Textile-based sensors, a new category of wearable technology, offer potential for leading-edge adaptability and functionality for healthcare monitoring and other applications. The term “smart textiles” refers to sensors that are structurally or mechanically incorporated into a textile.
The genre of wearable electronic devices, known as electronic textiles (e-textiles), is designed to address novel and sophisticated applications in the healthcare, military, security, sports and fitness industries. Wearable e-textiles are able to incorporate optical, capacitive and resistive sensors, enabling the textile to sense a variety of stimulants (e.g., humidity, strain, temperature and pressure). Furthermore, they can also serve as carriers for originally produced sensors (by forming straps or pockets) or by assisting a sensor that is an inherent feature of the textile. The material itself is regarded as a component of the sensor as it is embedded into the textile.
Yarns, fibers and fabrics must be created in such a way that they meet the criteria for a certain application; for instance, a hydrophobic surface with a suitable morphology is necessary for printing on the outer surface. However, pre-treatment of substrates is key to successful sensor production. The surface architecture of the base substrate dictates the grade of their interfacial properties and deposited films. The following sub-sections further highlight how the above-mentioned textile components are being used for wearable electronics.
Fibers provide unmatched benefits in terms of durability and low weight, making them ideal for a variety of practical applications. For example, functional fibers are an important component for manufacturing conductive textile sensors because of their unique properties such as flame retardancy, high elasticity, thermal insulation, ion exchange, antibacterial and antistatic properties, light guide and radiation protection.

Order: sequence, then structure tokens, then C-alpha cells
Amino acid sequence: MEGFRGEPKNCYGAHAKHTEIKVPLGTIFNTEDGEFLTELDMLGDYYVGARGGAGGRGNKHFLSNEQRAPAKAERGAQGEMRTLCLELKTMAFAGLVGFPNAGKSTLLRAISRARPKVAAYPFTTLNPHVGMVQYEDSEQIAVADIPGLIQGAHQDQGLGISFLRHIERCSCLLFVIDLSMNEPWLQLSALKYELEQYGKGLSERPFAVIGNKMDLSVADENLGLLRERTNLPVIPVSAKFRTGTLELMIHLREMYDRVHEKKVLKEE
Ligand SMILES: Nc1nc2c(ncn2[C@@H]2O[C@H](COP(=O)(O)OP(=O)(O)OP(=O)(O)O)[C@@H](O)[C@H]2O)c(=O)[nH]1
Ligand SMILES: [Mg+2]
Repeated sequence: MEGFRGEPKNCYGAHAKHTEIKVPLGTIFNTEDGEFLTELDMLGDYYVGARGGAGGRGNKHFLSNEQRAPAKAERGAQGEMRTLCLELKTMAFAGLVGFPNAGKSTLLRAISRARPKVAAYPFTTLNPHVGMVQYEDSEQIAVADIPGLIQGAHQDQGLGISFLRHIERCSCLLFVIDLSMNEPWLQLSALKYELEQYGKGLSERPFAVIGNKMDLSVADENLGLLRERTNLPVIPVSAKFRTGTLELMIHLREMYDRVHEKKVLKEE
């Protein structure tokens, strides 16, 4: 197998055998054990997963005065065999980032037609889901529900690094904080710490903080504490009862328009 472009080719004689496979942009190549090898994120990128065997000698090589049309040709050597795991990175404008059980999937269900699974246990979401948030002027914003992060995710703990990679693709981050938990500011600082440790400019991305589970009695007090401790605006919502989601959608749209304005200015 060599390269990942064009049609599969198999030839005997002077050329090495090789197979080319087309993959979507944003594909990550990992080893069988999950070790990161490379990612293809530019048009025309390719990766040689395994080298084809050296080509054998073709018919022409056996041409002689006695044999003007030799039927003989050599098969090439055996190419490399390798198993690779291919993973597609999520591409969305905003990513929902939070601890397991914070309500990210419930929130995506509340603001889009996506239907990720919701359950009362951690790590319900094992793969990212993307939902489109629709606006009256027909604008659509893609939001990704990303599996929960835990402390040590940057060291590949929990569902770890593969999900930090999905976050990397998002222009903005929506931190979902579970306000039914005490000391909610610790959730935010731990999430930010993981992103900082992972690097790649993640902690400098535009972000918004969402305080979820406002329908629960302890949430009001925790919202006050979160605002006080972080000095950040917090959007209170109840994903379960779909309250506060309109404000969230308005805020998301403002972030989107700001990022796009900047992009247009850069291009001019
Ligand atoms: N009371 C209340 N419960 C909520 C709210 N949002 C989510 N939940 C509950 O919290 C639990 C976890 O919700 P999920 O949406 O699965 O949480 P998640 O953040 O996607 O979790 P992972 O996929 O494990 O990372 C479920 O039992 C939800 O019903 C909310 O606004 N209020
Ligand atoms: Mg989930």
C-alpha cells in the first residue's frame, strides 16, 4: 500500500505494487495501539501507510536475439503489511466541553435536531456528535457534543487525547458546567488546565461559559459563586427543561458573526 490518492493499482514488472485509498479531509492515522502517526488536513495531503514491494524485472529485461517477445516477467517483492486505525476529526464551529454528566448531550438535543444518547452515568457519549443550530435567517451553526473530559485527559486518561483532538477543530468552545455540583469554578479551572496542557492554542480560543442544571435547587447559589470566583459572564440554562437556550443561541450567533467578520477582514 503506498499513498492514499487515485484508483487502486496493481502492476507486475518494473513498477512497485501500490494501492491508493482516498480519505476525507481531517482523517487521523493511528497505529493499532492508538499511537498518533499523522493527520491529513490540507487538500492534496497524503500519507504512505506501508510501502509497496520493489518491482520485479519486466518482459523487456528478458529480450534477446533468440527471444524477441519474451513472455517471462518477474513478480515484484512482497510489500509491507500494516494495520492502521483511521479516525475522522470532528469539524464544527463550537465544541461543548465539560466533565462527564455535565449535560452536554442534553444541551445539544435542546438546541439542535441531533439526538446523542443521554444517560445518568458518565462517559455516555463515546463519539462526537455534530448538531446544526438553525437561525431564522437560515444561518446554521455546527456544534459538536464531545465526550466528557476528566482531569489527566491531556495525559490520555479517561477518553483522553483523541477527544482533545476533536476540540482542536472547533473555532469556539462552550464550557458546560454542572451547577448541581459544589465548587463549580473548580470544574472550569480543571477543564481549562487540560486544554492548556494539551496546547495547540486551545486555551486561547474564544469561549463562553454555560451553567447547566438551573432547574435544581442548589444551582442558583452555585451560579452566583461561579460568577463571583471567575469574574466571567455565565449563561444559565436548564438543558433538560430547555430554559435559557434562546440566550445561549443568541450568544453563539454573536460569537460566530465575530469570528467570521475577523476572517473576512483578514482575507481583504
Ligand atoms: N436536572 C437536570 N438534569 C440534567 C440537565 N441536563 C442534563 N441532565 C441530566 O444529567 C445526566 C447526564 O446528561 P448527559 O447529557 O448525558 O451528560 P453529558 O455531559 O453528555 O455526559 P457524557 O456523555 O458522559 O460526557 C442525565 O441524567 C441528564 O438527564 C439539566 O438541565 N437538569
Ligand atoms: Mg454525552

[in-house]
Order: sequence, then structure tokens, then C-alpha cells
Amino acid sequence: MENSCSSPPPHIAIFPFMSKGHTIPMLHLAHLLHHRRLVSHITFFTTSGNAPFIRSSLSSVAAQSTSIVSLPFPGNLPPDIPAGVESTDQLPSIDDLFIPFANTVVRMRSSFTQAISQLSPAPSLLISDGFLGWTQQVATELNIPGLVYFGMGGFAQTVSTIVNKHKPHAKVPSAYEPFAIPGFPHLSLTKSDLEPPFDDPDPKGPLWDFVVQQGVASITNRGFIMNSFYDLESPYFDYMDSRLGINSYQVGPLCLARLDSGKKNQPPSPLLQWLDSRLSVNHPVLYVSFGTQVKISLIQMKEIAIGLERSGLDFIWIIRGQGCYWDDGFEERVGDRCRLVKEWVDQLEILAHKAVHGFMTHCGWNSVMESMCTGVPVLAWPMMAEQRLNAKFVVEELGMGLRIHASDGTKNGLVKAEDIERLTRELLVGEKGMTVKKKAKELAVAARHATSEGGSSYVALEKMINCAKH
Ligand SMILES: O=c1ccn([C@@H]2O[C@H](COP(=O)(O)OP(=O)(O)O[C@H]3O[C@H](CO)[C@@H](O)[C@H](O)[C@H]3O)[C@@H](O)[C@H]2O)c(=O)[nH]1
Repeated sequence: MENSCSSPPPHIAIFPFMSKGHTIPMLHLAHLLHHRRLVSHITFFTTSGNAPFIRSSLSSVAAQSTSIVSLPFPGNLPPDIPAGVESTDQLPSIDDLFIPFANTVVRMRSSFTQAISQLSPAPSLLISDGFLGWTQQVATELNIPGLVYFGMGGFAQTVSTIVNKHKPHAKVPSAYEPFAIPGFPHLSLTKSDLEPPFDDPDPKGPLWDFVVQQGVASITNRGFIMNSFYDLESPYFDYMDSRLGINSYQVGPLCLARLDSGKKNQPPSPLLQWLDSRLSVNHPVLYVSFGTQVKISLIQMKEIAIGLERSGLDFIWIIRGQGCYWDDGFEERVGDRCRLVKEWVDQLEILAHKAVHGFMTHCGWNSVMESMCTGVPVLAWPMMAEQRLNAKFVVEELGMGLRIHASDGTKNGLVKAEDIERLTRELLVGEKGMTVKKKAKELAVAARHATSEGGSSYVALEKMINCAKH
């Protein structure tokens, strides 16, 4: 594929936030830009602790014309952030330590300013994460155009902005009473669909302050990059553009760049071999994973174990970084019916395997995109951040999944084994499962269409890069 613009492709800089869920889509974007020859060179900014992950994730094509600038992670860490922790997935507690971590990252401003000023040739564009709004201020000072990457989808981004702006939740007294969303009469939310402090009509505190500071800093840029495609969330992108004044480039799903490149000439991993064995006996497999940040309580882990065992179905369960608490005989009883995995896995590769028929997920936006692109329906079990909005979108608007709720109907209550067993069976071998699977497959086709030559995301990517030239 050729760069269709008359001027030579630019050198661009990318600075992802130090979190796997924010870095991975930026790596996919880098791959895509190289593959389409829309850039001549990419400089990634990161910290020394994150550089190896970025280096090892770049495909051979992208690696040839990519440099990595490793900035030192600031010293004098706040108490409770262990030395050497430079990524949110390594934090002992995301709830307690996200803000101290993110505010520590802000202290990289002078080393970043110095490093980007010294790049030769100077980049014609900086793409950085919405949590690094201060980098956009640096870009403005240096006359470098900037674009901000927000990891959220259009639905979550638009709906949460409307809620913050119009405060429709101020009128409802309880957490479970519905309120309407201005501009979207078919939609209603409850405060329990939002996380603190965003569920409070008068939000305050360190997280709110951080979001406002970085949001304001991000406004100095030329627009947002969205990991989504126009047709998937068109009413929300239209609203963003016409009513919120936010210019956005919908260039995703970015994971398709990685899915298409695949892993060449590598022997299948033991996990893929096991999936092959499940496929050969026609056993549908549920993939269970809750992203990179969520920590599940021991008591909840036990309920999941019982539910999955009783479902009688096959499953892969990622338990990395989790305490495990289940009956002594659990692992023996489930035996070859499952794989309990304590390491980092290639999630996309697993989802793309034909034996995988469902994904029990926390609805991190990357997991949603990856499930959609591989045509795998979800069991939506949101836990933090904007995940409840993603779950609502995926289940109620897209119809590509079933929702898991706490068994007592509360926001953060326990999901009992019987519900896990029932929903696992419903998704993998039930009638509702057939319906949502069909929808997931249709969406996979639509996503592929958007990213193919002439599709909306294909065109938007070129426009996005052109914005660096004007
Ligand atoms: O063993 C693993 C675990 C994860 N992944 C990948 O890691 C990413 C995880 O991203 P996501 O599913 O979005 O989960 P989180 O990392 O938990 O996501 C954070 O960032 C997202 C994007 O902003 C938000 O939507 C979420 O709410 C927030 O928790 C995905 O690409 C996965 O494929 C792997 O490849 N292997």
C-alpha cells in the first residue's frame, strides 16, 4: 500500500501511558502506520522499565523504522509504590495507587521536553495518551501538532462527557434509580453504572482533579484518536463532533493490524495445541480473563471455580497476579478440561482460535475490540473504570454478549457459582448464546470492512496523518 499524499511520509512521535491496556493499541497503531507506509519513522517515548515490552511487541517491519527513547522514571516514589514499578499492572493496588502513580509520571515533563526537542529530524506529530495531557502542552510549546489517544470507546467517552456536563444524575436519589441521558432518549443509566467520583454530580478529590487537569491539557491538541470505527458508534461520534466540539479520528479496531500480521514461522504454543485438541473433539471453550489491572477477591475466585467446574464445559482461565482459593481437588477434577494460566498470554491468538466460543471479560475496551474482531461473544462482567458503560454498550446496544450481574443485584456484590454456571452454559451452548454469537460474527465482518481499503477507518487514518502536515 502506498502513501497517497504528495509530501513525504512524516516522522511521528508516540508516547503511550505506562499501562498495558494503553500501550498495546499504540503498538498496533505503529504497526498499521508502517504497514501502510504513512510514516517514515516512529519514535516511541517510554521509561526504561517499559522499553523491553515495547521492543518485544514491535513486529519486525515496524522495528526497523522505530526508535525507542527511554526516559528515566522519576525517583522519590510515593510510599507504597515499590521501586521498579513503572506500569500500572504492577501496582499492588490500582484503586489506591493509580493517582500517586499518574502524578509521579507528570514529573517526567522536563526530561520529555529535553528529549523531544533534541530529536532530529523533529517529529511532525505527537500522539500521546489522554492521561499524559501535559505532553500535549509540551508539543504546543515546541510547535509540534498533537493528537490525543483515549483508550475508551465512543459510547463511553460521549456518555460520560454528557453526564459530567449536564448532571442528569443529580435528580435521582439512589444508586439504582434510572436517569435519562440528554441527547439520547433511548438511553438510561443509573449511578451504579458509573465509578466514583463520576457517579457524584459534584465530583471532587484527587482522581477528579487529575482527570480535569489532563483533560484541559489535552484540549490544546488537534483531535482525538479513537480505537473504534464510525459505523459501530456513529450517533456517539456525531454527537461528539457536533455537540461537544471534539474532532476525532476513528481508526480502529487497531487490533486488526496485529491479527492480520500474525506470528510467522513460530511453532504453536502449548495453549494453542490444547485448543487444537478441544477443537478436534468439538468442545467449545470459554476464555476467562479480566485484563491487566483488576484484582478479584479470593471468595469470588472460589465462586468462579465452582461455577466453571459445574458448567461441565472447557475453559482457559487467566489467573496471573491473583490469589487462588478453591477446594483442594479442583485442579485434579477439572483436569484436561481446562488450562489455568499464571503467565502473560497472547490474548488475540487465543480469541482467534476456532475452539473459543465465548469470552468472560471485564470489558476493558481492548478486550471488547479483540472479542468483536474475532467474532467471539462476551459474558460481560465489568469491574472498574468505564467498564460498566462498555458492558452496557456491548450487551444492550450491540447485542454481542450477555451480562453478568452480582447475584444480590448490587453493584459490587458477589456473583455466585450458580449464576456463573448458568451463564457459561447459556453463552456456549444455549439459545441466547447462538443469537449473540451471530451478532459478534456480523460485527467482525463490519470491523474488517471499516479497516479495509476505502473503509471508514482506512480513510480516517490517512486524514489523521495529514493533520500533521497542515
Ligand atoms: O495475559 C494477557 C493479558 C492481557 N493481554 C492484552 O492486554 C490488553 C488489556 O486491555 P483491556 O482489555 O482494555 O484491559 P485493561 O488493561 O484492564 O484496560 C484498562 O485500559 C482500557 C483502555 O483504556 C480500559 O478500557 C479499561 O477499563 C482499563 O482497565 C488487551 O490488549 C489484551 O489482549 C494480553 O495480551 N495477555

Yarns are a long-lasting product with a relatively narrow cross-section made up of filaments and fibers with or without a twist. Combining non-stretchable metallic fibers with polymeric yarns results in a metal-based yarn with excellent elongation and recovery capabilities that may be woven, knitted or embroidered into textiles for different purposes such as tracking human body temperature. Some researchers created extremely scalable engineering graphene flakes for next-generation wearable electronics applications using an ultrafast yarn dyeing method.
Cotton fabrics’ air permeability and breath ability, as well as their softness and comfort, have made them a favored option for use adjacent to the skin. Sensor applications based on polyethylene terephthalate (PET) fiber have deposits of metallic layers on a flexible PET substrate have steadily gained in popularity due to their electromagnetic shielding efficacy, high electrical conductivity, and healthcare applications. PET is a polyester derivative with chemical resistance, quick-drying capabilities, anti wrinkle qualities and dimensional stability. Therefore, polyester-based fabric sensors are critical in a variety of sectors. Both knitted and woven cotton fabric sensors are advantageous for UV-shielding material applications for producing disposable and sustainable e-textiles. This is for tracking user body activities such as pulse control, breathing, heart function and body temperature with increased user luxury level; and for measuring the pH of sweat for illness detection.
Sensing devices for ‘communicative’ wearable clothing apparel are utilized to monitor the physical condition of athletes and record the health statistics and investigation of patients in real-time. Moreover, they are also required for personal protective equipment such as gloves and helmets that guard against a variety of mechanical or chemical hazards. Electronic mechanisms have been incorporated into textile structures to provide traditional clothing with smart features such as monitoring, information processing and sensing.
Wearable sensors, whether worn by people or animals (such as cattle or poultry), are critical for tracking physical indicators because they act as the interface between the sensor and the body. For example, they can be used for analyzing sheep’s fundamental physiological features like skin temperature and heart rate. Wearable sensors must be put on the human body to track complicated human gestures in an appropriate fashion for the user and a broader range of areas. Electronic textiles have also been created in a variety of configurations for a variety of uses, including energy storage and strain recognition of angular displacements.